In flooded Srinagar, there was no government. On the ground, I never saw any police, the National Disaster Management Agency’s teams were impotent and useless, and the Army, it looked to me like they chose to only follow orders; rescues were only carried out on special request, relief supplies were dropped into the water, and relief trucks threw food overboard, forcing people to scramble and fight for food.

While the Army was welcomed in the first few days – rare in Srinagar where the Army is often called “the oppressor” or “the occupier” – it soon was mainly focused on getting good PR. Visiting journalists were whisked up and taken n helicopter rides, and only shown what the army was doing.

Every night, people would gather around the few working TV sets, and watch stories of the ‘Army’s bravery’. One news channel even ran a story about their reporter taking part in rescue ops and showed footage of her pushing food out of a helicopter. I could clearly see that everything she pushed out fell into the water, and was unusable. Soon, the locals began to resent the Army again.

It had fallen to young men and women, whose own houses had been destroyed too, to help the city. These did a great job. They worked together, they toiled all day, shed sweat, shed blood, and helped everybody they came across, in whatever way they could. They worked to exhaustion and were back to work the next day. Every day, I would hear of daring rescues or difficult evacuations. Some of them chose to go door to door, giving people the emergency supplies they needed, focusing on medicine. Between us, the team at KVDFR’s Hyderpora camp, I estimate we reached out to around 2500 people in ten days.

There were many other casual organizations like this, run by Sikh Communities in Gurudwaras, by mosques, and by independent civilians. Many of them didn’t have boats and made their own rafts with large drums, logs and foam mattresses and other junk.

To be honest, we never felt satisfied with what we did. We never thought, “Hey, we did a great job today”. The only thought I had before going to bed was, “We could have done so much more.” We didn’t do what needed to be done; we only did what we could. Every time we were out on the boat, people called for help from houses. They all needed something: food, water or rescuing.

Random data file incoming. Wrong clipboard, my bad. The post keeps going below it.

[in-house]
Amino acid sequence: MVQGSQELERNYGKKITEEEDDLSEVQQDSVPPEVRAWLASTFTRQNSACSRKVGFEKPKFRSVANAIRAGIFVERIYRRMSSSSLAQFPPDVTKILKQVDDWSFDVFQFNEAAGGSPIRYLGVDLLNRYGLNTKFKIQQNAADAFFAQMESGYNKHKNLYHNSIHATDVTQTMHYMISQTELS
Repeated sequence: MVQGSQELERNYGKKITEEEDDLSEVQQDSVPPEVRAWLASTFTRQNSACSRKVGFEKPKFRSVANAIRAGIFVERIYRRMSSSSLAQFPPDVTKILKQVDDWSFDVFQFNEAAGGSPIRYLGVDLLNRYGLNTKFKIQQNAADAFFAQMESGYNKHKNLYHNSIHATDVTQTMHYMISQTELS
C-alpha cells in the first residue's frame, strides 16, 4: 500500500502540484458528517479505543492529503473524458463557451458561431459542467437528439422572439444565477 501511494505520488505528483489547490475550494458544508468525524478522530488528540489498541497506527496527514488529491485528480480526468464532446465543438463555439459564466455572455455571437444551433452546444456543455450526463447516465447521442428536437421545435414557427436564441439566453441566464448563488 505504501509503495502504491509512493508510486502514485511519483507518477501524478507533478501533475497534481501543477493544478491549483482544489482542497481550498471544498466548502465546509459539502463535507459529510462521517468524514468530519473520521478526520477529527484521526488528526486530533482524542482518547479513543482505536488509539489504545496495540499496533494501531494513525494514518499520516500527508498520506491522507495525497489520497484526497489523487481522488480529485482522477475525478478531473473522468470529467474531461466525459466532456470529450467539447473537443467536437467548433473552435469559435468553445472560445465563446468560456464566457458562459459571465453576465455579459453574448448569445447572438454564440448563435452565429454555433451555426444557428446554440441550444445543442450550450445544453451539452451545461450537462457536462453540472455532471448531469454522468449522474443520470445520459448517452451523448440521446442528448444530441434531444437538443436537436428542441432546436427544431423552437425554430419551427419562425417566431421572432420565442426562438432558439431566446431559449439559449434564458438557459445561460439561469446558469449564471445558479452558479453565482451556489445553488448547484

Everybody who asked for help, at least in the first few days, was desperate. But we often went out on the boat and found that we couldn’t locate the family, or that people we went to rescue weren’t in dire need. And what really is a ‘dire need’ in a city where everybody has a dire need. We realized we had to make our own parameters for the words ‘dire need’.

The changed face of the city

These were the parameters we decided for SOS calls: We only went out on emergency calls for Young children, the very old and those with medical emergencies. We also set another, more important criterion: We only went out when we knew we could pinpoint the house, or, if we had a guide who could take us straight there.

This might seem like an unreasonable demand, but it wasn’t. The face of the city had changed, complete neighborhoods had been inundated, and houses had fallen like cards. It wasn’t easy to get around. We had to row through streets, not drive. One day, we took a father to rescue his baby, and he couldn’t locate his own house. That’s how hard it was.

On the boat, we only responded to calls that absolutely needed us. One evacuation that made me feel happy was of an old, blind man whose family called out to us as we passed.

Having to say “no” to many who were asking for help often meant that we had to face anger and disbelief from desperate people. And it began to break our hearts. But we didn’t have the time, or the strength, to ponder our decisions. By day four on the boat, we began ignoring most people who called from houses – there was no way we could help, even if we wanted to. We only answered to the neediest, like a man in his late 50s, who was obviously mentally disturbed. So we decided to just do what we could. To help whom we could. Sometimes, it was too hard, like when we saw two dead bodies. We were told that they had asked for help but didn’t get it.

After the first ten days of the flood, much of the city was still inundated. There was no way for the water to leave. Slowly, the city began to limp back, as much as it could. We began to see government officials around, but they couldn’t do much. Ten days after the flood, my job as a first responder was done, and I decided to fly out. But most of the rescue volunteers went back to their flooded houses. The need for the city has changed. The city now needs to be rebuilt. With winter coming in, people can’t live in tent camps anymore. The leaders of KVDFR decided to suspend their college commitments and continue with relief work for the next year. It’s going to be another long and difficult struggle for Kashmir.